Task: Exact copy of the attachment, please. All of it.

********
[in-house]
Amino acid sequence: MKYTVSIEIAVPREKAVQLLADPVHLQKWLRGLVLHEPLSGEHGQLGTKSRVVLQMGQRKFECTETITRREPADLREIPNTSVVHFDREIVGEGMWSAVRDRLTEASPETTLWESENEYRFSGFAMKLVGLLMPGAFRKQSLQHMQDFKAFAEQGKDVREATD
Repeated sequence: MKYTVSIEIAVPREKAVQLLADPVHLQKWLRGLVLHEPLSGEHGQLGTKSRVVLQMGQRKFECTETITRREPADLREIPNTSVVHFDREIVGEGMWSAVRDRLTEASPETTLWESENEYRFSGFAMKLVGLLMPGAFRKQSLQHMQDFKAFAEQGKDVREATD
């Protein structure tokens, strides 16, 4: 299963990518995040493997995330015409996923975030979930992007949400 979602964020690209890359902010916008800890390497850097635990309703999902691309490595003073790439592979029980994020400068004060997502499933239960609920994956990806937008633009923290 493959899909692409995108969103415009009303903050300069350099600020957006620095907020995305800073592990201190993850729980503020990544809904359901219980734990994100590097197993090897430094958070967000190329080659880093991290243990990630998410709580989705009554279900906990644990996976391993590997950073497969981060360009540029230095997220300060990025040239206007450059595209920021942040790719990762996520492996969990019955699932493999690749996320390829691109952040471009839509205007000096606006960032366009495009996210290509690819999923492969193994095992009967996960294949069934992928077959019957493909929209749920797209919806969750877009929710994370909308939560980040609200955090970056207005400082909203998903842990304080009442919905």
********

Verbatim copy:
[in-house]
Amino acid sequence: MKYTVSIEIAVPREKAVQLLADPVHLQKWLRGLVLHEPLSGEHGQLGTKSRVVLQMGQRKFECTETITRREPADLREIPNTSVVHFDREIVGEGMWSAVRDRLTEASPETTLWESENEYRFSGFAMKLVGLLMPGAFRKQSLQHMQDFKAFAEQGKDVREATD
Repeated sequence: MKYTVSIEIAVPREKAVQLLADPVHLQKWLRGLVLHEPLSGEHGQLGTKSRVVLQMGQRKFECTETITRREPADLREIPNTSVVHFDREIVGEGMWSAVRDRLTEASPETTLWESENEYRFSGFAMKLVGLLMPGAFRKQSLQHMQDFKAFAEQGKDVREATD
């Protein structure tokens, strides 16, 4: 299963990518995040493997995330015409996923975030979930992007949400 979602964020690209890359902010916008800890390497850097635990309703999902691309490595003073790439592979029980994020400068004060997502499933239960609920994956990806937008633009923290 493959899909692409995108969103415009009303903050300069350099600020957006620095907020995305800073592990201190993850729980503020990544809904359901219980734990994100590097197993090897430094958070967000190329080659880093991290243990990630998410709580989705009554279900906990644990996976391993590997950073497969981060360009540029230095997220300060990025040239206007450059595209920021942040790719990762996520492996969990019955699932493999690749996320390829691109952040471009839509205007000096606006960032366009495009996210290509690819999923492969193994095992009967996960294949069934992928077959019957493909929209749920797209919806969750877009929710994370909308939560980040609200955090970056207005400082909203998903842990304080009442919905």